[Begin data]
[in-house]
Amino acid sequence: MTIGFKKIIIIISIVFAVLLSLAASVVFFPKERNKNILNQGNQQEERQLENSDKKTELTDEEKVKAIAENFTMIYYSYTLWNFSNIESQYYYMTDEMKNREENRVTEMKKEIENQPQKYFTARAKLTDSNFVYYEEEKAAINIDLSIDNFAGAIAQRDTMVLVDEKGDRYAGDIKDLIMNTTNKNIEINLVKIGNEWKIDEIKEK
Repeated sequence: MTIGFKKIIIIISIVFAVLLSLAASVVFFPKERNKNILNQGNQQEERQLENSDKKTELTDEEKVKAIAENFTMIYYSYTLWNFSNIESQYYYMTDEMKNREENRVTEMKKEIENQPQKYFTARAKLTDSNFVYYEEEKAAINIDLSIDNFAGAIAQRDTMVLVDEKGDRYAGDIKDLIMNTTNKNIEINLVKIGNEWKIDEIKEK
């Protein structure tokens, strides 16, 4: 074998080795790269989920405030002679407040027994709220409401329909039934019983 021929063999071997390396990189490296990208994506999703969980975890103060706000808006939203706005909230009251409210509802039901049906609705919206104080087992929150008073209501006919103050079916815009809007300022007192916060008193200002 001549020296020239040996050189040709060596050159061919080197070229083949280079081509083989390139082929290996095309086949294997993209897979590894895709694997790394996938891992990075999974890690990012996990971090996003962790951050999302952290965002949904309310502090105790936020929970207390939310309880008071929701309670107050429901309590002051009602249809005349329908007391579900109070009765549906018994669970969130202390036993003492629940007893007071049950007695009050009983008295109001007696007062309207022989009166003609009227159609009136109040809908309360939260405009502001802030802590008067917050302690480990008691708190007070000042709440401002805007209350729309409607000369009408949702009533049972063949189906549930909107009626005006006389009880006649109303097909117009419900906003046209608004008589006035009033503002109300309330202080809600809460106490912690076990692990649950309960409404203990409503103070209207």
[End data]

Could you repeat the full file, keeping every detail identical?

[in-house]
Amino acid sequence: MTIGFKKIIIIISIVFAVLLSLAASVVFFPKERNKNILNQGNQQEERQLENSDKKTELTDEEKVKAIAENFTMIYYSYTLWNFSNIESQYYYMTDEMKNREENRVTEMKKEIENQPQKYFTARAKLTDSNFVYYEEEKAAINIDLSIDNFAGAIAQRDTMVLVDEKGDRYAGDIKDLIMNTTNKNIEINLVKIGNEWKIDEIKEK
Repeated sequence: MTIGFKKIIIIISIVFAVLLSLAASVVFFPKERNKNILNQGNQQEERQLENSDKKTELTDEEKVKAIAENFTMIYYSYTLWNFSNIESQYYYMTDEMKNREENRVTEMKKEIENQPQKYFTARAKLTDSNFVYYEEEKAAINIDLSIDNFAGAIAQRDTMVLVDEKGDRYAGDIKDLIMNTTNKNIEINLVKIGNEWKIDEIKEK
């Protein structure tokens, strides 16, 4: 074998080795790269989920405030002679407040027994709220409401329909039934019983 021929063999071997390396990189490296990208994506999703969980975890103060706000808006939203706005909230009251409210509802039901049906609705919206104080087992929150008073209501006919103050079916815009809007300022007192916060008193200002 001549020296020239040996050189040709060596050159061919080197070229083949280079081509083989390139082929290996095309086949294997993209897979590894895709694997790394996938891992990075999974890690990012996990971090996003962790951050999302952290965002949904309310502090105790936020929970207390939310309880008071929701309670107050429901309590002051009602249809005349329908007391579900109070009765549906018994669970969130202390036993003492629940007893007071049950007695009050009983008295109001007696007062309207022989009166003609009227159609009136109040809908309360939260405009502001802030802590008067917050302690480990008691708190007070000042709440401002805007209350729309409607000369009408949702009533049972063949189906549930909107009626005006006389009880006649109303097909117009419900906003046209608004008589006035009033503002109300309330202080809600809460106490912690076990692990649950309960409404203990409503103070209207």